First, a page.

A ribbon cutting ceremony was held Thursday morning.

The new, 1,800-square-foot exhibit is called Crescent Crossing.

I t uses trains to help preschoolers learn about science, technology, engineering and math.

The science center’s executive director, Adam Goebel, said this is one of four new exhibits expected to open by the end of 2020.

“I think per capita, once these spaces come online, the Danville Science Center will be one of the nicest and best equipped museums in North America,” he said.

For information about the science center, click here.‚Äč

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South Boston seeking grant to help flood-prone businesses in town move

The Riverdale area of South Boston has been under water multiple times over the past two years.

Now, the town plans to apply for a grant from the Virginia Department of Emergency Management to buy the businesses in Riverdale and demolish them, leaving the land empty.

It’s a plan the owner of Mac Ragans Auto, who has had his business in Riverdale for 55 years, said has been talked about before.

“Thei judgment of what the business is worth and our judgment is quite different,” Mac Ragans said, referring to the assessment of his property by the town and the Army Corps of Engineers’ assesment of his property.

If he gets what he believes is a fair price this time, he’ll sell and reopen somewhere else.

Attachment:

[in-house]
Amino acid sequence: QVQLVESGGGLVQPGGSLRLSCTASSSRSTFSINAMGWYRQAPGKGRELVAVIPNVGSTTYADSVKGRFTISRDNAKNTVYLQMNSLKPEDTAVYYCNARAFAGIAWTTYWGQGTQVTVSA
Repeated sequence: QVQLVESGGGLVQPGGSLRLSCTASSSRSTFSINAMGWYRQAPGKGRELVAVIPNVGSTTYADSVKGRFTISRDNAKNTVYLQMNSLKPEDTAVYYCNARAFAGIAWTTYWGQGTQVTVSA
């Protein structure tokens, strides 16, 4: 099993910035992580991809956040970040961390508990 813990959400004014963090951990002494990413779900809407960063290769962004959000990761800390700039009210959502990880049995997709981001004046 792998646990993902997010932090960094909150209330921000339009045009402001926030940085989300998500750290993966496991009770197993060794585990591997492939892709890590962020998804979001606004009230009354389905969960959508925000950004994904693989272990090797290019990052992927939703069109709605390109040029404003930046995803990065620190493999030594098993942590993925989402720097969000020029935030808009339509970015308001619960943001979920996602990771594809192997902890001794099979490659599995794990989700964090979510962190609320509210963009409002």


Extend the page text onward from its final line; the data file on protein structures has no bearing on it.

He said his business has been closed for five weeks so far this year because of flooding.

“The floods are getting worse and worse and worse,” Ragans said.

At Brian Jones Motorsports, finance manager Kevin Kernodle doesn’t expect the dealership’s property owner to sell because he’s had the property for over 50 years.

“It’s kind of iconic for Riverdale,” Kernodle said of the property.

Kernodle would like to see the town do something to reduce flooding so the businesses don’t have to move.

“If it’s not dredging the river, being more proactive and prepared when storms come through to let water out at the dam,” Kernodle said.

The grant application has to be submitted by May 30, and the town will find out sometime between November and next May if it’s approved.

Sandi Cooper is the Southside Planning District Commission representative working with the town to apply for the grant.

She said how much money the town could receive was unknown Thursday.

“There’s no maximum amount to apply for, but we are working on cost estimates right now. So it’s too early to provide a total project cost,” Cooper explained.

As of Thursday, she said, 11 of the 15 Riverdale property owners had indicated they are willing to sell.

Property owners have until Wednesday to decide if they want to sell or not.

Those wanting to sell have to fill out paperwork with the planning district.